BOISE, Idaho — Parents hope anything made for kids is, in fact, kid-friendly but after a Boise mom had a frightening shock with her son's sippy cup last week, she's warning other parents of the dangers of some children's products.
Dzevada Becirovic says a Nuby insulated light-up cup exploded after pouring milk in it. She had to go to the hospital but feels lucky it was her that was next to the cup and not her one-and-a-half-year-old son.
“There's the bottom of it where the battery blew around here. It’s a lithium ion battery and it blew up through here," Becirovic said, showing KTVB the exploded cup.
The shocking explosion flung milk and gunk from the insulated battery-powered cup up, burning her hand, face and stinging her lungs.
“It was super scary. I immediately couldn't breathe - my lungs were on fire, my throat, I couldn’t stop coughing,” she added.
Becirovic had a friend come over to watch her kids while she rushed to the hospital.
“It did a lot of damage and what that would have done in his hands, I don't even want to imagine. I really don't,” she said. "I'm scared to death of something like this happening again with another product or another toy or happening to somebody else."
Becirovic's son Kaysen was on the couch when she went to pour him some milk.
“I was just standing right here, I grabbed milk out of the fridge – just regular milk, I went and poured it. Turned around to put the milk back, I turned around to grab the lid and I was about to put it on it and it blew,” Becirovic said.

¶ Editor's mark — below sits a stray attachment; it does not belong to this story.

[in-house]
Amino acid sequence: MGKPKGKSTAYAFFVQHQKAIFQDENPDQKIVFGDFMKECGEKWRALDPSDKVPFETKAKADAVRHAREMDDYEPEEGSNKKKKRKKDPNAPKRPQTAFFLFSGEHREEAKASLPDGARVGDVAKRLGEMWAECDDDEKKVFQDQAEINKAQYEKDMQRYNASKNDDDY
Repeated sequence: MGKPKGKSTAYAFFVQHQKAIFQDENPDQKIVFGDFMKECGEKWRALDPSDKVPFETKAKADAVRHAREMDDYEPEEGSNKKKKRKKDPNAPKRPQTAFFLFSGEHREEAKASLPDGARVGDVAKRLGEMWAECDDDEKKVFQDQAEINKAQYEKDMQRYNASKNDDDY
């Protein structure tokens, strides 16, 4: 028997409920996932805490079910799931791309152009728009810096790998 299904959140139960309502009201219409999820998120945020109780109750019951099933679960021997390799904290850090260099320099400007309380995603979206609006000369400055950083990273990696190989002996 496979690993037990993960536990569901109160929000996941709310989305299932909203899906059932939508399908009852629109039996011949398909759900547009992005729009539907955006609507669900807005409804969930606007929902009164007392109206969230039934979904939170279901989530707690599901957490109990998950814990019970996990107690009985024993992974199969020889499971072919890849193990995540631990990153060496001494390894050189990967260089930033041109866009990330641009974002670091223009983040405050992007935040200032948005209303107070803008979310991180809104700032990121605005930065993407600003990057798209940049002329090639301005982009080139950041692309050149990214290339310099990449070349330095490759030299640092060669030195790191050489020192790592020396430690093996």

She bought the light-up Nuby sippy cup the week before this happened.
“I was actually thinking about going and buying another one. He loved them. They light up, they definitely look kid-friendly," she said. "They've got a cute design on there."
She says she's never put it in the microwave or dishwasher. She blames the cup’s battery for what happened.
"We do our best to protect our kids every day but something like that is just a freak accident or it could be something that's preventable by not having such a powerful battery in a little kid's cup,” Becirovic said.
Nuby’s parent company Luv n' care, Ltd. says they're investigating this. The company attorney tells KTVB that they asked the Boise mom to send the burned cup in so they can figure out what happened. They say all cups are thoroughly tested and inspected before hitting shelves, and this cup was deemed safe if "properly used".
Shaken up, this mom of three wants the cups stripped from stores, and is sending a warning to other parents. She says she doesn't understand how this could have happened with the amount of testing that's done on children's products.
“Obviously they missed something,” Becirovic said. “I just want to get the word out there, in case somebody has it, to just throw it away and get it away from your kids' reach before it hurts them.”
Luv n' care says this is the first complaint they’ve received about these light-up cups. They told KTVB they want to get to the bottom of this and correct any possible issues by having the battery or cup makers run tests on Becirovic’s sippy cup. But she says that she isn't sending her cup in yet because she wants legal advice and a third party to inspect it first.
Due to whatever she inhaled, Becirovic says she did breathing treatments at St. Luke's and the doctor put her on medication to relax her throat. She saw a doctor again on Monday and had to undergo another breathing treatment.